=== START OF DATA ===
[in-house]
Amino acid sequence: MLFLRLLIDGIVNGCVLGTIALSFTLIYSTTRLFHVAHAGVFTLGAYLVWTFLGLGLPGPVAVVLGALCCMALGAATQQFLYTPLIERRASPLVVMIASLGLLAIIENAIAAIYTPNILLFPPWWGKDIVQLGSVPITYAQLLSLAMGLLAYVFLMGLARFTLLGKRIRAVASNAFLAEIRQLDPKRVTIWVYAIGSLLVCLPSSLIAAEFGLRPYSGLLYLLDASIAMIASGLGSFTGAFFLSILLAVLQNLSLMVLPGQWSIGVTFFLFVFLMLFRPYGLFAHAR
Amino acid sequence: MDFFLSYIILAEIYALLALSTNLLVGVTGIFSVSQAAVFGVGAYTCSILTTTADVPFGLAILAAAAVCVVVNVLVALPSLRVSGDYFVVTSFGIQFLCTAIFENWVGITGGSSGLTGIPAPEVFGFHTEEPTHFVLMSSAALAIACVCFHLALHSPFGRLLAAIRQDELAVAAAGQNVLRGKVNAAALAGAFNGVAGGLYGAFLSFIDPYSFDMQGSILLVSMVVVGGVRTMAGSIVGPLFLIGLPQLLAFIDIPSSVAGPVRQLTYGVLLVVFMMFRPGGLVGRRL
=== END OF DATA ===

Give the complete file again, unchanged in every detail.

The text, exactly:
[in-house]
Amino acid sequence: MLFLRLLIDGIVNGCVLGTIALSFTLIYSTTRLFHVAHAGVFTLGAYLVWTFLGLGLPGPVAVVLGALCCMALGAATQQFLYTPLIERRASPLVVMIASLGLLAIIENAIAAIYTPNILLFPPWWGKDIVQLGSVPITYAQLLSLAMGLLAYVFLMGLARFTLLGKRIRAVASNAFLAEIRQLDPKRVTIWVYAIGSLLVCLPSSLIAAEFGLRPYSGLLYLLDASIAMIASGLGSFTGAFFLSILLAVLQNLSLMVLPGQWSIGVTFFLFVFLMLFRPYGLFAHAR
Amino acid sequence: MDFFLSYIILAEIYALLALSTNLLVGVTGIFSVSQAAVFGVGAYTCSILTTTADVPFGLAILAAAAVCVVVNVLVALPSLRVSGDYFVVTSFGIQFLCTAIFENWVGITGGSSGLTGIPAPEVFGFHTEEPTHFVLMSSAALAIACVCFHLALHSPFGRLLAAIRQDELAVAAAGQNVLRGKVNAAALAGAFNGVAGGLYGAFLSFIDPYSFDMQGSILLVSMVVVGGVRTMAGSIVGPLFLIGLPQLLAFIDIPSSVAGPVRQLTYGVLLVVFMMFRPGGLVGRRL